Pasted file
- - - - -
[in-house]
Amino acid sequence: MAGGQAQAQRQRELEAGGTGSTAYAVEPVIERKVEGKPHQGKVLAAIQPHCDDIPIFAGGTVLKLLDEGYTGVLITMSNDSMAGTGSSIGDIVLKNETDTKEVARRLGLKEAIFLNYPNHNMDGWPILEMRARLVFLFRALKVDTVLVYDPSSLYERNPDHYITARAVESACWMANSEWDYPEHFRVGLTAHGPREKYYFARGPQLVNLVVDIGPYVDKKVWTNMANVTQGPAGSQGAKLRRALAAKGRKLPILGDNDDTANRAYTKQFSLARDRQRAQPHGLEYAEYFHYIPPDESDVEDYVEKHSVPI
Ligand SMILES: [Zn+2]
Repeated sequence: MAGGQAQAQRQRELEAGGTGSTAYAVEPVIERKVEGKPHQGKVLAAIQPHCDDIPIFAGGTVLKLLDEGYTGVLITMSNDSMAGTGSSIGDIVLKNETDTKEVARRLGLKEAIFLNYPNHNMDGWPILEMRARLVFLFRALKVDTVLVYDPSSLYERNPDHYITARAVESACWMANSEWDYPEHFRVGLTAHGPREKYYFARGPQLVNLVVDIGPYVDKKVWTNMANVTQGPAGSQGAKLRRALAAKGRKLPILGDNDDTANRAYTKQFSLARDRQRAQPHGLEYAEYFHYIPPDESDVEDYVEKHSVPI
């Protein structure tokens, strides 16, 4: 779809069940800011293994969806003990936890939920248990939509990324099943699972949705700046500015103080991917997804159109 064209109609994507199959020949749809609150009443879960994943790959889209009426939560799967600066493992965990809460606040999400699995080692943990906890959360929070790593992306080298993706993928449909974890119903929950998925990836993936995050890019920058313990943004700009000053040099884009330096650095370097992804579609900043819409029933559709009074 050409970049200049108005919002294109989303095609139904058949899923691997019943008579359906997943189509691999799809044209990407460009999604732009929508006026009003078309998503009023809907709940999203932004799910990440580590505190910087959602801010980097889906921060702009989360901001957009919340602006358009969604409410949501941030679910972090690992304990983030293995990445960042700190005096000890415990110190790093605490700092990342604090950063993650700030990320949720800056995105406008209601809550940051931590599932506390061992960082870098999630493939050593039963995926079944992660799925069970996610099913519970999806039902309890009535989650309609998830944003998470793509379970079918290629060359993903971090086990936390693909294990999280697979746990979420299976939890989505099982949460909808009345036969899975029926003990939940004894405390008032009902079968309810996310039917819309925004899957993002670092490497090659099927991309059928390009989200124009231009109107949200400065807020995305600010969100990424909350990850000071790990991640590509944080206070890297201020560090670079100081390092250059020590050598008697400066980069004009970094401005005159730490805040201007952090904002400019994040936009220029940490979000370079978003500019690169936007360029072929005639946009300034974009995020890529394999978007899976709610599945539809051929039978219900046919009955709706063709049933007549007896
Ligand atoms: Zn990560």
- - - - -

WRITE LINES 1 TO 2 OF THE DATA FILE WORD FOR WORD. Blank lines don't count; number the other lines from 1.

[in-house]
Amino acid sequence: MAGGQAQAQRQRELEAGGTGSTAYAVEPVIERKVEGKPHQGKVLAAIQPHCDDIPIFAGGTVLKLLDEGYTGVLITMSNDSMAGTGSSIGDIVLKNETDTKEVARRLGLKEAIFLNYPNHNMDGWPILEMRARLVFLFRALKVDTVLVYDPSSLYERNPDHYITARAVESACWMANSEWDYPEHFRVGLTAHGPREKYYFARGPQLVNLVVDIGPYVDKKVWTNMANVTQGPAGSQGAKLRRALAAKGRKLPILGDNDDTANRAYTKQFSLARDRQRAQPHGLEYAEYFHYIPPDESDVEDYVEKHSVPI